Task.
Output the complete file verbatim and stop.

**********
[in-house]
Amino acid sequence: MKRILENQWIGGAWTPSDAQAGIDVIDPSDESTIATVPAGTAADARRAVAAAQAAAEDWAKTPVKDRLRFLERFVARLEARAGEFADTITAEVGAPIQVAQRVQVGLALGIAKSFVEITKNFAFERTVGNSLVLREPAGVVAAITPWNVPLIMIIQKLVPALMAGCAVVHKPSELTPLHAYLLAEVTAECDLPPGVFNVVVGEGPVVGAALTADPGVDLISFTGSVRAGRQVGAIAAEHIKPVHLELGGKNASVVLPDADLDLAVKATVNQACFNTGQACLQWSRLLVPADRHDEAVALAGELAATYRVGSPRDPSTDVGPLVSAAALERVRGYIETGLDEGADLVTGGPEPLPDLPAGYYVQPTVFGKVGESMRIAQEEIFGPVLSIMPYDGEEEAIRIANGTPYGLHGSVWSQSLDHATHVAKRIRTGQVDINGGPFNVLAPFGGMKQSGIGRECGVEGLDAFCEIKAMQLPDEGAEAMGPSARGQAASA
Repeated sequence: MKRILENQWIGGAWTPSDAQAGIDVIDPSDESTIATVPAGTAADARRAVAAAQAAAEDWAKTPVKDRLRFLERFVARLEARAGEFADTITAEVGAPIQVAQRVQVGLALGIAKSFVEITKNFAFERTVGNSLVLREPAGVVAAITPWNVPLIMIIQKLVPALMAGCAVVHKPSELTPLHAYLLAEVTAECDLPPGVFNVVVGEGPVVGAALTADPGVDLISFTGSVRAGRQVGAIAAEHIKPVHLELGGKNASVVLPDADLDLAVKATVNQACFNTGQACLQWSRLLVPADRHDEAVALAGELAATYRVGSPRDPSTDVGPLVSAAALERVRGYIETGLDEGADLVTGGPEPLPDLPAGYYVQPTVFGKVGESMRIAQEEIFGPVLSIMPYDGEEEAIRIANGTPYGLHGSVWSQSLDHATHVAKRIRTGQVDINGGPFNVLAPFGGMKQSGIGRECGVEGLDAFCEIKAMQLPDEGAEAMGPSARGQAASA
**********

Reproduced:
[in-house]
Amino acid sequence: MKRILENQWIGGAWTPSDAQAGIDVIDPSDESTIATVPAGTAADARRAVAAAQAAAEDWAKTPVKDRLRFLERFVARLEARAGEFADTITAEVGAPIQVAQRVQVGLALGIAKSFVEITKNFAFERTVGNSLVLREPAGVVAAITPWNVPLIMIIQKLVPALMAGCAVVHKPSELTPLHAYLLAEVTAECDLPPGVFNVVVGEGPVVGAALTADPGVDLISFTGSVRAGRQVGAIAAEHIKPVHLELGGKNASVVLPDADLDLAVKATVNQACFNTGQACLQWSRLLVPADRHDEAVALAGELAATYRVGSPRDPSTDVGPLVSAAALERVRGYIETGLDEGADLVTGGPEPLPDLPAGYYVQPTVFGKVGESMRIAQEEIFGPVLSIMPYDGEEEAIRIANGTPYGLHGSVWSQSLDHATHVAKRIRTGQVDINGGPFNVLAPFGGMKQSGIGRECGVEGLDAFCEIKAMQLPDEGAEAMGPSARGQAASA
Repeated sequence: MKRILENQWIGGAWTPSDAQAGIDVIDPSDESTIATVPAGTAADARRAVAAAQAAAEDWAKTPVKDRLRFLERFVARLEARAGEFADTITAEVGAPIQVAQRVQVGLALGIAKSFVEITKNFAFERTVGNSLVLREPAGVVAAITPWNVPLIMIIQKLVPALMAGCAVVHKPSELTPLHAYLLAEVTAECDLPPGVFNVVVGEGPVVGAALTADPGVDLISFTGSVRAGRQVGAIAAEHIKPVHLELGGKNASVVLPDADLDLAVKATVNQACFNTGQACLQWSRLLVPADRHDEAVALAGELAATYRVGSPRDPSTDVGPLVSAAALERVRGYIETGLDEGADLVTGGPEPLPDLPAGYYVQPTVFGKVGESMRIAQEEIFGPVLSIMPYDGEEEAIRIANGTPYGLHGSVWSQSLDHATHVAKRIRTGQVDINGGPFNVLAPFGGMKQSGIGRECGVEGLDAFCEIKAMQLPDEGAEAMGPSARGQAASA